Colorado Senate kills languishing land-use bill from Jared Polis that aimed to boost affordable housing
The chamber will not take up the measure, Senate Bill 213, before the lawmaking term ends at 11:59 p.m., effectively shelving the legislation
The Colorado Sun
The Colorado Senate on Monday night killed the languishing land-use bill presented by Gov. Jared Polis as a long-term way to address the affordable housing crisis affecting communities from Durango to Denver to Deer Trail.
The chamber will not take up the measure, Senate Bill 213, before the 120-day lawmaking term ends at 11:59 p.m., effectively killing the legislation. The failure was a nod to the political reality that the bill didn’t have enough votes to advance in any form in the Democratic-controlled Capitol.
“The bill is dead,” Senate Majority Leader Dominick Moreno, a Commerce City Democrat and a lead sponsor of the bill, told The Colorado Sun.
The bill started out as a mandate that cities and towns zone for greater residential density before it was pared back in the Senate to a task force. The measure was then partially resurrected in the House to increase the number of multifamily homes around bus and train stops in Colorado’s large cities.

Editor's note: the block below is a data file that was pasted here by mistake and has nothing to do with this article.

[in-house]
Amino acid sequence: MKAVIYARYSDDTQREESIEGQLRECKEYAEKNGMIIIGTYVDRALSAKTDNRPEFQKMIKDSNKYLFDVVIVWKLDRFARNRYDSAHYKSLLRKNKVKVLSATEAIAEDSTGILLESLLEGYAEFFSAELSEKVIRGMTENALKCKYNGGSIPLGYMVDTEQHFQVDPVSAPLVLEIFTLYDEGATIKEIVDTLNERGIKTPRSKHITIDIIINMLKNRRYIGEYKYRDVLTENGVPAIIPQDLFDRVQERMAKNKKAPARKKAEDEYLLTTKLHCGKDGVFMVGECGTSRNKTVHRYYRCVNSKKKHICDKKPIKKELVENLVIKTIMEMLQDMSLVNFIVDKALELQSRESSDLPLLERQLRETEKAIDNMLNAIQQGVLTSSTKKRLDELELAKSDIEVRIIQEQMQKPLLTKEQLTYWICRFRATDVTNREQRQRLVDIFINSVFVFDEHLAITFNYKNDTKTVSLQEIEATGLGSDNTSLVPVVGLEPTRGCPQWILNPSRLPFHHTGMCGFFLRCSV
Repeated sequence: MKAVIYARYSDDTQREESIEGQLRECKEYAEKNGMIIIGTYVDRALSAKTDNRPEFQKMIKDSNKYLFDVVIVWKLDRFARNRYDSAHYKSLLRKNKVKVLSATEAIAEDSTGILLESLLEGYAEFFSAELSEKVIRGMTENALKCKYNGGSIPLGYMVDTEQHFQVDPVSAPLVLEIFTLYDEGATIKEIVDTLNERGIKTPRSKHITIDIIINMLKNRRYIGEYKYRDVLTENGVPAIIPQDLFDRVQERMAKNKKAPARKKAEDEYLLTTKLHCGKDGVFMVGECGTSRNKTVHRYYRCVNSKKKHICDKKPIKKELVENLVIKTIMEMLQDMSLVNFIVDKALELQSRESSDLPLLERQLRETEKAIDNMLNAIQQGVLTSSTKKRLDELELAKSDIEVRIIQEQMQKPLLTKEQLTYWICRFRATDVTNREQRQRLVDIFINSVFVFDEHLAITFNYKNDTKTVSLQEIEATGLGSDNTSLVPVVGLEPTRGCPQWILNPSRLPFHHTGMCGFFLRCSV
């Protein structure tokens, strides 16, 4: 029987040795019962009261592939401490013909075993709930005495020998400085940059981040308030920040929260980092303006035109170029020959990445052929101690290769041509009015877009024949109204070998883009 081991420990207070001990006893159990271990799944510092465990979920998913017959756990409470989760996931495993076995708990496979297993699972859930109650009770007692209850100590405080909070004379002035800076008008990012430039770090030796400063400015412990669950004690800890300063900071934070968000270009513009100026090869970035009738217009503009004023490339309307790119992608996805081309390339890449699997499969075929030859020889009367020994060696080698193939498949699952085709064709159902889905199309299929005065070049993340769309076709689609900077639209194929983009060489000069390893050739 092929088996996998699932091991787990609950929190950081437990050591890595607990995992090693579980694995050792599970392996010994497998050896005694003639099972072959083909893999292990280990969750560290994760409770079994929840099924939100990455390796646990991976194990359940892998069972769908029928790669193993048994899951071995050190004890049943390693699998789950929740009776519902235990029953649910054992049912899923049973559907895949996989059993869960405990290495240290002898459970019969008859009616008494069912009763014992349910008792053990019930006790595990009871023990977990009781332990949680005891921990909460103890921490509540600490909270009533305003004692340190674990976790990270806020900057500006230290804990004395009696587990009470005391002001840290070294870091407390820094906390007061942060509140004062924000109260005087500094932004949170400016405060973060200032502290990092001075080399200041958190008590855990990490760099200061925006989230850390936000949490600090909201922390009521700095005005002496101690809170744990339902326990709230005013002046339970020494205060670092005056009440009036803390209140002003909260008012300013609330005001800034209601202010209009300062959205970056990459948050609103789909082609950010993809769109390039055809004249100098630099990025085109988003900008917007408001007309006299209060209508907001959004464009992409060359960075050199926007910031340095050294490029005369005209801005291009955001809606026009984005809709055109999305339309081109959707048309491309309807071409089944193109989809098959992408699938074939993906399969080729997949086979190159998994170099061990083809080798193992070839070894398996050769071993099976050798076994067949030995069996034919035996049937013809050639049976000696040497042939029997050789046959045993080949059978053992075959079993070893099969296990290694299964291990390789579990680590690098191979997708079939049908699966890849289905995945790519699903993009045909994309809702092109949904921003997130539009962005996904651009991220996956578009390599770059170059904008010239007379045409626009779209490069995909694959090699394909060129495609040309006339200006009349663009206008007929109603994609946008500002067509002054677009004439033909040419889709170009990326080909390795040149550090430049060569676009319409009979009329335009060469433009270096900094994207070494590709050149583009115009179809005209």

The Senate, however, ended the wrangling Monday night as the 2023 legislative session came to a close. With less than five hours to go in the lawmaking term, Moreno pronounced Senate Bill 213 dead.
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Democrats in the Senate were unwilling to pass the version of the bill that came out of the House on Friday, and it wasn’t clear there was enough support to advance the measure to a conference committee, where Democrats in the two chambers could have tried to work out their differences.
Read more via The Colorado Sun.